Postponed – Abolition Convergence 2020 Toronto

Update: March 13, 2019

March 13, 2019

Imagining Abolitionist and Decolonizing Futures in a Time of Global Pandemic

Abolition Convergence 2020 has been postponed.

In light of recent global developments regarding the novel coronavirus (COVID-19), after careful consideration the Toronto coordinating committee of Abolition 2020 has decided that we must postpone our convergence planned for May 4-6th 2020.  It is with heavy hearts (but with an ethic of responsibility and accountability)  that we make this decision. But don’t forget that we will be re-scheduling the convergence once we have more information about when that will be possible.

Why and how did we make this decision?

The difficult decision to postpone the Abolition Convergence was guided by the need to limit mass social gatherings in order to slow the spread of COVID-19, particularly among those people who are most at risk. 

In coming to this decision, coordinating committee members asked ourselves some fundamental questions: How do we envision care and accessibility for every participant in this Convergence? How do we protect our communities while also rejecting the simplified authoritarian strategy of “social distancing” and individualist survival? What is an abolitionist response to this global pandemic, and how do we create this future in the here and now? 

The Convergence is a space to forefront the courage, resistance and struggles of poor people, disabled people, incarcerated people, people with precarious immigration status, people who live in remote communities, neuro-diverse and neuro-atypical people, and people most directly affected and targeted by the carceral and settler colonial state. We recognize that during times of pandemic, it is these communities that have the least access to resources and are disproportionately impacted by the crisis. The most vulnerable among us are often excluded from decision-making,, even within social justice movements.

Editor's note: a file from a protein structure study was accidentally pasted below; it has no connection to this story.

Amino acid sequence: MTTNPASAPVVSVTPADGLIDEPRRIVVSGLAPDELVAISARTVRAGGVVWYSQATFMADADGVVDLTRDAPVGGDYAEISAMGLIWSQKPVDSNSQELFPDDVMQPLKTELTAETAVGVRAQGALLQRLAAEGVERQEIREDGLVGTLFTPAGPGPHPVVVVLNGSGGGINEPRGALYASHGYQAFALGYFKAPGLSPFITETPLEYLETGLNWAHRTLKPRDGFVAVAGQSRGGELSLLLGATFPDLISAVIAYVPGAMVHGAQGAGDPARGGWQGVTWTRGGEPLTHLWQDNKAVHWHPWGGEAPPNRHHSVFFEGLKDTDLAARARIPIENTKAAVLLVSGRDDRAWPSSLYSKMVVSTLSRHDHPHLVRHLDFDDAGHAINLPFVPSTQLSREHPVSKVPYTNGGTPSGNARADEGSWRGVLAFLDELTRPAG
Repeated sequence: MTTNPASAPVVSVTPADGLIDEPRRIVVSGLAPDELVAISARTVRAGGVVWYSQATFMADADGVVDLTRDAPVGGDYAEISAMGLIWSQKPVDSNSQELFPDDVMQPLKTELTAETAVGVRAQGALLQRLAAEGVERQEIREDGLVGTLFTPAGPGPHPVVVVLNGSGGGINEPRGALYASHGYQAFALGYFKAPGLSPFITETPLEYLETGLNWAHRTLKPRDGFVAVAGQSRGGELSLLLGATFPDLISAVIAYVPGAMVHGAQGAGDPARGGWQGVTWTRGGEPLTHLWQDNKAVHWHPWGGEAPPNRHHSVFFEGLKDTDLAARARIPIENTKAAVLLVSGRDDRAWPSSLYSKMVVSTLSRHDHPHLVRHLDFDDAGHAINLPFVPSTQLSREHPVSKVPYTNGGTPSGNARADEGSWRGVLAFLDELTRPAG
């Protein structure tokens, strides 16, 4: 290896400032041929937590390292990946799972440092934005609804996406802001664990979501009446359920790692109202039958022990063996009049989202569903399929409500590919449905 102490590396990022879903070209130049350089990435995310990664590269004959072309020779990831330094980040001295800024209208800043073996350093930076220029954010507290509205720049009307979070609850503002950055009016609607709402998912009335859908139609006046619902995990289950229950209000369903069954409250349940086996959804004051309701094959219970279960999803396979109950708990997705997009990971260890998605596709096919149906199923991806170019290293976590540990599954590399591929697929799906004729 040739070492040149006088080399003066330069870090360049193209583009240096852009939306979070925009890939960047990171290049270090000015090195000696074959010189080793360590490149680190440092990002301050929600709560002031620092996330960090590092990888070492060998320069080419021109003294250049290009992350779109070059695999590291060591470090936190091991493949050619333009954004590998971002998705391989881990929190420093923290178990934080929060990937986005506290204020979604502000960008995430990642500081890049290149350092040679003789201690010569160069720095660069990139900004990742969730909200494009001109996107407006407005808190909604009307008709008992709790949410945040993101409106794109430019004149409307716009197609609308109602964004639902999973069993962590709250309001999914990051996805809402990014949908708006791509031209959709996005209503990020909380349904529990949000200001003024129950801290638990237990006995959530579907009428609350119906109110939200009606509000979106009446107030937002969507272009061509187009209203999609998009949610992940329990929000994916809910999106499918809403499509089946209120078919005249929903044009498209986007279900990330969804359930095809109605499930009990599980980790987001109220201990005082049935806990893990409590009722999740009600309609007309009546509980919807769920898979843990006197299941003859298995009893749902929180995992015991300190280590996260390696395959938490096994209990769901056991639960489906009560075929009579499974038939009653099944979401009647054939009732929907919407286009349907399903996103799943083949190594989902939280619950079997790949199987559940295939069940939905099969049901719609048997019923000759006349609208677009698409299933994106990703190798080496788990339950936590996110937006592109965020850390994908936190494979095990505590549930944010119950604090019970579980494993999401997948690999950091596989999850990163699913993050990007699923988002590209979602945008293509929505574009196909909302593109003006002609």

So although we are postponing this public gathering, we believe it is more important now than ever that we continue to practice social connection and mutual aid in our communities. Rather than putting a hold on this work, we must find new ways to support and look out for each other in a time of limited physical contact. We must closely monitor our homeless shelters, prisons and refugee camps. We must reach out to our neighbours, colleagues and acquaintances and ask what people need. We must envision healing as something that is broader than our physical health alone. We must understand this moment as a renewed political horizon for struggle.

In organizing and preparing for this convergence, we have been guided by the incredibly important mutual aid strategies, transformative justice, and decolonial love work of folks such as Leanne Betasamosake Simpson, adrienne maree brown, Leah Lakshmi Piepna-Samarasinha and spaces such as the Allied Media Conference and other radical spaces of healing justice.  These same sources have now become vital to our decision-making response in face of the growing global reality that the novel coronavirus (COVID-19) will require a strategy of limiting mass in-person gatherings to slow its spread.